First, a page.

Horse Island is a low-lying, undisturbed and uninhabited island. This little Scottish island sits under the shadow of Ben Mhor Coigach and is said to hide Spanish treasure.
Horse Island is one of the first islands on the way out of Loch Broom from Ullapool. Like many Scottish islands Horse island has no census record but there are some local accounts of habitation in the early 19th century.
The island is made of Torridon Sandstone and started life near the equator as the landmass we know and love as Scotland was making its long slow geological journey northwards. Horse island is yet another wonderful example of un-grazed deep grass, heather, mosses, cotton grass, lichens and wild flowers.
Deep grass meadows
I have had several landings on Horse Island but 3rd July 2017 as a special day. It was part of my Summer Isles Six, when on one day I was to summit six islands. Trade Winds was anchored under Meal an Fhitich cliffs (G. – raven’s hill) and settled nicely in very light airs. The trip to the islands summit Sgurr nan Uan (G. – conical hill of the lambs) at 60m was enjoyable and challenging. Running and striding-out in deep mattress soft mosses and grass had me tumble on many occasions. This as a result of my landing foot disappeared into a rut or hidden stream.
The top is a wonderful plateau of grass that shimmered in the lifting breeze. Bare sandstone shows through the surface vegetation and in places is covered with the most wonderful lichens and mosses of all colours.
It is folklore that a ship from the Spanish Armada was wrecked on the shores but despite hopes being raised in the 19th centaury when a gold doubloon was accidentally found there remains no further sign of any treasure.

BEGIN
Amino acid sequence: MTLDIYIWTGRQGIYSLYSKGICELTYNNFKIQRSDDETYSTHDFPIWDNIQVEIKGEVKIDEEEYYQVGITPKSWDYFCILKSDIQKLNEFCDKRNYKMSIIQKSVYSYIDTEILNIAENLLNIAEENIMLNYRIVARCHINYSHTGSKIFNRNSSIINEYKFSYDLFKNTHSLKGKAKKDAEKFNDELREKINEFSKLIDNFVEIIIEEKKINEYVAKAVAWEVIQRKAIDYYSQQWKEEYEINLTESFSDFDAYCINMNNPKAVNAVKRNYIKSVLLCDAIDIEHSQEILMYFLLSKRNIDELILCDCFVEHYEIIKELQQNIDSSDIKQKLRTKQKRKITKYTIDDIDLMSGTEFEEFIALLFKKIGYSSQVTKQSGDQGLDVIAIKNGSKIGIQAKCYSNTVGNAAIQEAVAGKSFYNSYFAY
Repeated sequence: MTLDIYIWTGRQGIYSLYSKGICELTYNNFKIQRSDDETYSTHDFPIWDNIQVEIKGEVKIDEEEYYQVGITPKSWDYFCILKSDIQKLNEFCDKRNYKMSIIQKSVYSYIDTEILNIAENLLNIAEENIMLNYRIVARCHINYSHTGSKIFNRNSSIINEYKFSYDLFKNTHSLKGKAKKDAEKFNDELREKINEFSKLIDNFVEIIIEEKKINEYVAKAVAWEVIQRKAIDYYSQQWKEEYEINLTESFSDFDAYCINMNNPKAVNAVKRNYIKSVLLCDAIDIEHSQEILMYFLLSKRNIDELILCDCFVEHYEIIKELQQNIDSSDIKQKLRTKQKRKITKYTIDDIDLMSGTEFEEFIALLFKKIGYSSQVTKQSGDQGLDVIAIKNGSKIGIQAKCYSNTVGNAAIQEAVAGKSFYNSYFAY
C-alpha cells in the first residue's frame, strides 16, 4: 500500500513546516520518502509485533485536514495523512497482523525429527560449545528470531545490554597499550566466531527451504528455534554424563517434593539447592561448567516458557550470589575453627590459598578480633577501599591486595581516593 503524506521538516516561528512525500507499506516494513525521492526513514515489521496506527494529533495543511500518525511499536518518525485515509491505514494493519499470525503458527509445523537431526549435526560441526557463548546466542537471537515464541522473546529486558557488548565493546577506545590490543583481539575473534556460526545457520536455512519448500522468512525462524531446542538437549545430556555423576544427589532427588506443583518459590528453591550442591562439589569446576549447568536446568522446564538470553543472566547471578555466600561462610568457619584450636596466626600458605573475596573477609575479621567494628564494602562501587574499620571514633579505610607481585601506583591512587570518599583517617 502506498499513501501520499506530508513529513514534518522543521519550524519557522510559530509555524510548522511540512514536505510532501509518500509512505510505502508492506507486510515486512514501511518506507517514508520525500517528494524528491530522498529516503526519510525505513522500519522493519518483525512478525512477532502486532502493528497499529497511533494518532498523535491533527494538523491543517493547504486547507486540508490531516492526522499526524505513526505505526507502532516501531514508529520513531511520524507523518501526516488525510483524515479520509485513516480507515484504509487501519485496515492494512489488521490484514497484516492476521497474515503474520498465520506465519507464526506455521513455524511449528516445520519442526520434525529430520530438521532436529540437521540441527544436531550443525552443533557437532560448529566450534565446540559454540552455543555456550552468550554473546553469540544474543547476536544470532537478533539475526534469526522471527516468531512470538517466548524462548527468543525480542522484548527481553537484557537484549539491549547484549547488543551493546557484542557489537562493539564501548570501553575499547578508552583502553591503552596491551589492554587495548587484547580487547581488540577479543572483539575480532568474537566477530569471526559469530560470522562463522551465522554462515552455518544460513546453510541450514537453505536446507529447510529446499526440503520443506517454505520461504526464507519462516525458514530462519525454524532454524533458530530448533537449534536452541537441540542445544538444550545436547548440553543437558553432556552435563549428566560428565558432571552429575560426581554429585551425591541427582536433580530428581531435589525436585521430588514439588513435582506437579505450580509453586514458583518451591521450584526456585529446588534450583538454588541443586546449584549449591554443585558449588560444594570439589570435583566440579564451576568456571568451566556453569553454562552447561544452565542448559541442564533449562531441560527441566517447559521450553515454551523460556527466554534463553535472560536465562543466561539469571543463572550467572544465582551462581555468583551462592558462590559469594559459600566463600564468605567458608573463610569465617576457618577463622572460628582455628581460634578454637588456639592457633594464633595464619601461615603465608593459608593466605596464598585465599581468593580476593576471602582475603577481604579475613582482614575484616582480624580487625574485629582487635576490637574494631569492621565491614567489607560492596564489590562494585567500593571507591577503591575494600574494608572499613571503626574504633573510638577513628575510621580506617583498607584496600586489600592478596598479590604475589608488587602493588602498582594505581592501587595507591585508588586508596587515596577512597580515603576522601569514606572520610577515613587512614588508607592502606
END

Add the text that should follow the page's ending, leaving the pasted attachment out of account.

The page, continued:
The only sign of human endeavour to be seen on the island is the cairn at the summit and low stone walled shelter for past resident sheep. Wild goats are said to live on the island but I certainly did not spot any signs on my whistle stop visit. The vital sign of ‘poops’ on bare stones was not evident. Perhaps proof of goats being longstanding residents is the fact that the adjoining islet Meal nan Gabhar is in Gaelic – hill of the she goats.
Bagging neighbouring island
Conditions prompted the plan to scale the neighbouring island Meal nam Gabhar. I carefully scrambled over the seaweed covered boulders that dry at low water so providing a connection between the two islands.
Faced with unpassable sheer rocks I found a narrow crack in the rocks. After a quick clamber up the gap I surfaced onto yet another wonderful small plateau of grass and heather. My arrival on the top was heralded by circling squawking gulls, clearly not used to humans on their isle.
With the top done it was back down the steep grass chute and down to sea level followed by a quick paddle back out the waiting Trade Winds.